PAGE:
The Jack Cook Senior Strings performance on November 7th contained one of the most perfect performances I have heard in 35 years of Cranleigh concerts, or, indeed, 42 years of live concerts anywhere in the world. This was bassist Harrison White’s memorised rendition of Fauré’s song ‘Après un Rêve’, often played on the violoncello in arrangements by Casals and others. The poem for this song was dismissed by Proust as execrable, thus an instrumental version works especially well. Unfettered by a music-stand, Harrison was seen listening to and watching his double-bass as if it were a dance partner. In the second statement of the beautiful theme I suspect a blind-folded listener would have heard a ’cello, so lyrical was the playing with a beautiful glissando (“hélas”) but even in the opening it was as if the finest French bass (a Roger Soyer, for example) were singing.
The other two to go forward from the Recital Room to the Speech Hall for the final were violinists. Olivia Chesser impressed all in a confidently bowed performance of Leclair: she kept the double-stopped notes remarkably in tune. Soyoung Choi played ‘Resignation’ by Charles Dancla and restrained her vibrato in a poised reading. Cellists Emily Hill and Abby Frett gave us lilting and subtle Tchaikovsky (some genuine pianissimo) and a flowing, resonant ‘Tarantella’ (WH Squire), respectively. Eleanor McAleese-Park played part of Vivaldi’s ‘L’Estro Armonico’ rather better than when I last heard it, from a busker in Sheffield, and with a determined gait. And a special delight was to hear the irresistible Hungarian Dance no 5 by Brahms in a spirited salon-style rendition by Matt Ludlow, Philip Scriven adding a touch of cimbalom colour to the piano accompaniment. He and Richard Saxel provided true duo playing, despite limited rehearsal time.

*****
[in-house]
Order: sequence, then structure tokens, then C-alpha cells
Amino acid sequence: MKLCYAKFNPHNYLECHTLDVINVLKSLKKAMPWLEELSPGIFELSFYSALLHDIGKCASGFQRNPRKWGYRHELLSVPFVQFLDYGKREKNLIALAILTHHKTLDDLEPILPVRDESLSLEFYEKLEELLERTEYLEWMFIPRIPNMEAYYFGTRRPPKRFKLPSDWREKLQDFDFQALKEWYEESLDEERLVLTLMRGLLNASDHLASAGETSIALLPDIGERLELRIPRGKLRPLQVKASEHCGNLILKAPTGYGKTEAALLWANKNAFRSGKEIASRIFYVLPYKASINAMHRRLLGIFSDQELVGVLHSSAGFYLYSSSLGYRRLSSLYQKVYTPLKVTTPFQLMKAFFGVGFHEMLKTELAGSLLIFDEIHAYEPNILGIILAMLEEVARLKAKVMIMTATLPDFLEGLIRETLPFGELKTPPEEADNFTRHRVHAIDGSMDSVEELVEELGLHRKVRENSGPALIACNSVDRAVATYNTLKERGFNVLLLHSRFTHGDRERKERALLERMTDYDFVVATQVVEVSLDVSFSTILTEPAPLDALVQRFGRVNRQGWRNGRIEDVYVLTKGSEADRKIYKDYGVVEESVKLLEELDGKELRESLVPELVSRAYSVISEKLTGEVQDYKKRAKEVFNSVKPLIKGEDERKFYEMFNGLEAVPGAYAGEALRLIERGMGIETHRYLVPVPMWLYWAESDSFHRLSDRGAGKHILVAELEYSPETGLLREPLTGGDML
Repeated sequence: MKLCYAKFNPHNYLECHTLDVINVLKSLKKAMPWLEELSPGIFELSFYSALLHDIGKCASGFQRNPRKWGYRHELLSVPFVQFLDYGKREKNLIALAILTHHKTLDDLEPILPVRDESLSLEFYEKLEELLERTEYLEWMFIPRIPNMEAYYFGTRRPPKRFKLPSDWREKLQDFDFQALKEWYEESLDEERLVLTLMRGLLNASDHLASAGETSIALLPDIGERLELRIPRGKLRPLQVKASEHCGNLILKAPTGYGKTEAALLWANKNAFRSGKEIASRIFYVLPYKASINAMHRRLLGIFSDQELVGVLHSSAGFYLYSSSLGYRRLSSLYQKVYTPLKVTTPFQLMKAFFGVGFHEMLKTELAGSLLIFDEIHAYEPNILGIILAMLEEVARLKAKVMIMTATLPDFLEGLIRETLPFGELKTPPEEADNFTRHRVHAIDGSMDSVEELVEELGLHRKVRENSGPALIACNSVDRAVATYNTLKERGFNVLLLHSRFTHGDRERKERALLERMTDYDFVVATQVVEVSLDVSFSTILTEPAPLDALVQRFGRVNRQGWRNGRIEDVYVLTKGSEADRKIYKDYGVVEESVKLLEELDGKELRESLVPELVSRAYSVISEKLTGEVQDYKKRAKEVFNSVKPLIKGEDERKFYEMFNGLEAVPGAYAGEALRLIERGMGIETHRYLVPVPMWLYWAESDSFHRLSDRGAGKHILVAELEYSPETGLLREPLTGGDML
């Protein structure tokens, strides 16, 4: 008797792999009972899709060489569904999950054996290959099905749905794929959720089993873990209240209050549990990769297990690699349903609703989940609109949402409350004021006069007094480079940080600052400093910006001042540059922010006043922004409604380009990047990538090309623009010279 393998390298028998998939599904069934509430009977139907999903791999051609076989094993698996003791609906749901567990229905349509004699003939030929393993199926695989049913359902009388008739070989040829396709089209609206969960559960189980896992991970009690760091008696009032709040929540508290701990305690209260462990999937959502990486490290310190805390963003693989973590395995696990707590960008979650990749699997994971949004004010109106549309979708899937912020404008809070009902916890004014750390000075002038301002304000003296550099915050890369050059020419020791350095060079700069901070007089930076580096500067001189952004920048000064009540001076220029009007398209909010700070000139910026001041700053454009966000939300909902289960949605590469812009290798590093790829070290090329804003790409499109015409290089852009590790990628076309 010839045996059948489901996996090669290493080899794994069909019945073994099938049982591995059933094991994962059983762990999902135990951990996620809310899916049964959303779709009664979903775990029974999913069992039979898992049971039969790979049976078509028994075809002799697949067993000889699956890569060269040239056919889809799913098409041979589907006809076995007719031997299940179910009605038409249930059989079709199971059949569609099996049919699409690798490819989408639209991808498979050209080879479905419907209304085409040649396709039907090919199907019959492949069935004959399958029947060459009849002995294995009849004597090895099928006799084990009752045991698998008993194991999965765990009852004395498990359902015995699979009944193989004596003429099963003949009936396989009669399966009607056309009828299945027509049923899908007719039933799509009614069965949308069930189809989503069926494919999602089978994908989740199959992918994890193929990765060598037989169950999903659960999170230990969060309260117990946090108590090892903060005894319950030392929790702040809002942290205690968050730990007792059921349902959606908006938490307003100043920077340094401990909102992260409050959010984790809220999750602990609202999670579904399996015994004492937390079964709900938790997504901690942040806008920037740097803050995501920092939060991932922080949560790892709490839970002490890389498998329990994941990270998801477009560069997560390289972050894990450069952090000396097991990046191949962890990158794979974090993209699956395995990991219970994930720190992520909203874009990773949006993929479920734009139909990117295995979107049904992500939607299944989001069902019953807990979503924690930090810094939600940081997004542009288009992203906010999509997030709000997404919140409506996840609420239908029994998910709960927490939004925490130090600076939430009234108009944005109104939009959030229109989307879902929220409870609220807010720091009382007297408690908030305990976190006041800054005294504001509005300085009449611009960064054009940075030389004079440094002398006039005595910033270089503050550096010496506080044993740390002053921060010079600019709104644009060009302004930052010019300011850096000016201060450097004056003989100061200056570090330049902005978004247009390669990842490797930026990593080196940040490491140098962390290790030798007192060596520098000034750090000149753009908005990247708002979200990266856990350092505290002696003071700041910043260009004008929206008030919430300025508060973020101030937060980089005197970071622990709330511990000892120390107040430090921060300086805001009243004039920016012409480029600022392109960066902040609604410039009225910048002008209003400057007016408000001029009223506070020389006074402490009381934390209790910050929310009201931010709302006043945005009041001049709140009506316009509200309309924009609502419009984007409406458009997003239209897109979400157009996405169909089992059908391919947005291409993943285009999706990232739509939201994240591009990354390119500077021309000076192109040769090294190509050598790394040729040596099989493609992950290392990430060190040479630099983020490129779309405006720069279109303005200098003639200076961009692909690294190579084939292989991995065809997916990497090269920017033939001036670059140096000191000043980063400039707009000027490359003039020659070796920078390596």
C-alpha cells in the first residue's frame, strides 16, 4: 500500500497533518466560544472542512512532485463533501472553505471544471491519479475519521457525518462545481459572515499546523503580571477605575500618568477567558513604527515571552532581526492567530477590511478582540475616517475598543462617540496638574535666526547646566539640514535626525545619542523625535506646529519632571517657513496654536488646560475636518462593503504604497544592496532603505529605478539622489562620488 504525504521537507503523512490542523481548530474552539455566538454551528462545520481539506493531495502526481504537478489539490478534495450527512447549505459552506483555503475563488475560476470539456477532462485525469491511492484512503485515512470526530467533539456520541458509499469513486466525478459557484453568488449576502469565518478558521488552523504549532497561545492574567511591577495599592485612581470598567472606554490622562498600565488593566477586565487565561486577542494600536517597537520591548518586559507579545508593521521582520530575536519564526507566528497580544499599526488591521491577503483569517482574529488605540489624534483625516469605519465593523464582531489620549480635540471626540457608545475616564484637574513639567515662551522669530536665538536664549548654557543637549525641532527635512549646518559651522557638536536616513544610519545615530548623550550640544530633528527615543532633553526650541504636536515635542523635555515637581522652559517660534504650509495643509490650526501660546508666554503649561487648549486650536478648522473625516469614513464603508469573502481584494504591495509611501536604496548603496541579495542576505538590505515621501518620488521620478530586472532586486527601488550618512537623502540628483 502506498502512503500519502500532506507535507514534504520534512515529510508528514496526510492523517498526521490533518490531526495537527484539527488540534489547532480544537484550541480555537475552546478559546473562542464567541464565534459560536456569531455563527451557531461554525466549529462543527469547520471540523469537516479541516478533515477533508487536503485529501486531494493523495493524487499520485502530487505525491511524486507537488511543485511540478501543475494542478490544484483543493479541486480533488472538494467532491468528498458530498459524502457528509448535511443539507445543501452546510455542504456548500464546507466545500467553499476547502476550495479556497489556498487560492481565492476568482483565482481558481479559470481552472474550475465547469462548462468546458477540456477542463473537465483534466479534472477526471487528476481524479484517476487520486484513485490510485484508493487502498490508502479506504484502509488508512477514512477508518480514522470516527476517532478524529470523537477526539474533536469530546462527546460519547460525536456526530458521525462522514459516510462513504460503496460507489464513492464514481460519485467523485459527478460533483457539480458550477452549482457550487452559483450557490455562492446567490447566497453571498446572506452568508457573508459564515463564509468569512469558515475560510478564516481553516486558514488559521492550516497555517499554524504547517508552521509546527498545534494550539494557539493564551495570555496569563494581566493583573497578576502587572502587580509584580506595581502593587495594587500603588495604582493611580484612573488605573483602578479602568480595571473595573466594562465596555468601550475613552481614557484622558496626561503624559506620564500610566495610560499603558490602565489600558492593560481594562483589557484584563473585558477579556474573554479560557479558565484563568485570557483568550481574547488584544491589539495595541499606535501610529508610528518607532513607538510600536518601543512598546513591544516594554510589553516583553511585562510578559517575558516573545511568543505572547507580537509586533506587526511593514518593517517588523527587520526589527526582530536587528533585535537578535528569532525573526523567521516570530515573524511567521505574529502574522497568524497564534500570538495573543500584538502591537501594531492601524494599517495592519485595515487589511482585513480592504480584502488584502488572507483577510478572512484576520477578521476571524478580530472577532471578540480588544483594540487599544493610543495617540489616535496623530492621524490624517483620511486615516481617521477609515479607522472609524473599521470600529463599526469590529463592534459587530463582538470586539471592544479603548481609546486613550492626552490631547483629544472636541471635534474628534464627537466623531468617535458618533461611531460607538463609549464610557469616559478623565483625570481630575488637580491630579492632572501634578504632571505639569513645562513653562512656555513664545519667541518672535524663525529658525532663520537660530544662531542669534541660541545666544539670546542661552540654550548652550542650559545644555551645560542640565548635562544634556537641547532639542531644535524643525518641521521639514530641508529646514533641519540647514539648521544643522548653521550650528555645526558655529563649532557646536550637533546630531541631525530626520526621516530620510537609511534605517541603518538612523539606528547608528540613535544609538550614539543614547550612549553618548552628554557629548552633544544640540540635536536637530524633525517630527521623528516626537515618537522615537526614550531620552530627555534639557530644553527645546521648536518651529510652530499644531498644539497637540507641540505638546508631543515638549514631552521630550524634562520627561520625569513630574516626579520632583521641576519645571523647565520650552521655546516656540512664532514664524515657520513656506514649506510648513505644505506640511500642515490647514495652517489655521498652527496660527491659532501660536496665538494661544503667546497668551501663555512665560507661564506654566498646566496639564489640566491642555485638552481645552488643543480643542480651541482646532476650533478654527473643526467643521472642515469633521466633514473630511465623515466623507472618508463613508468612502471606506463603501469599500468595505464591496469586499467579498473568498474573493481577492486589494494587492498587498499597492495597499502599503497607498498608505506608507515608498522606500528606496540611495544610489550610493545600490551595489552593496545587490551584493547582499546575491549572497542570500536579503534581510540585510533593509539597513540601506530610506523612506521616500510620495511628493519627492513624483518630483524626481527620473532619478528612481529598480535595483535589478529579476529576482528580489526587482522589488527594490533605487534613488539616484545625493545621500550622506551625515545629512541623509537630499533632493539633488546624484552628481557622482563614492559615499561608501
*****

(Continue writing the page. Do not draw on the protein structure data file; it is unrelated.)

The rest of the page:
The senior Dashwood Piano performance took place on the same evening and began in Chapel with Jakub Bartoshevski playing Bach’s Fantasia in G minor, relishing the quasi-improvisatory opening, using the acoustic to clarify the structure. This was playing of real authority. Jakub and the following two pianists were the three who won through to the final. It was interesting to see Jakub’s obvious pleasure in hearing Chopin played with such aching nostalgia by Fayruz Megdiche. She played a famous nocturne with a concentration that began in the focused silence before she touched the keyboard and which captured the range of emotions in the central section, enhanced by clear pedalling. Alice Simmonds played a beautiful Scriabin prelude with limpid delicacy and a superb sense of timing: she created a special sound world, finding a gentle tone in the Recital Room piano that eludes some players.
But the other four musicians were fully worthy of their places, not least Olivia Chesser, who also played Chopin: a glitteringly brilliant waltz, articulated with total command and played from memory. More Scriabin prelude came from Abby Frett, who conveyed the romantic idiom through a gentle rubato. Soyoung Choi used a variety of articulation for the many moods of her Debussy piece and George Wilkinson not only played from memory, but learned by ear a film theme by the respected composer Craig Armstrong: only a fine musician can make a piece sound better than it actually is and he relished the dynamic range of the piano.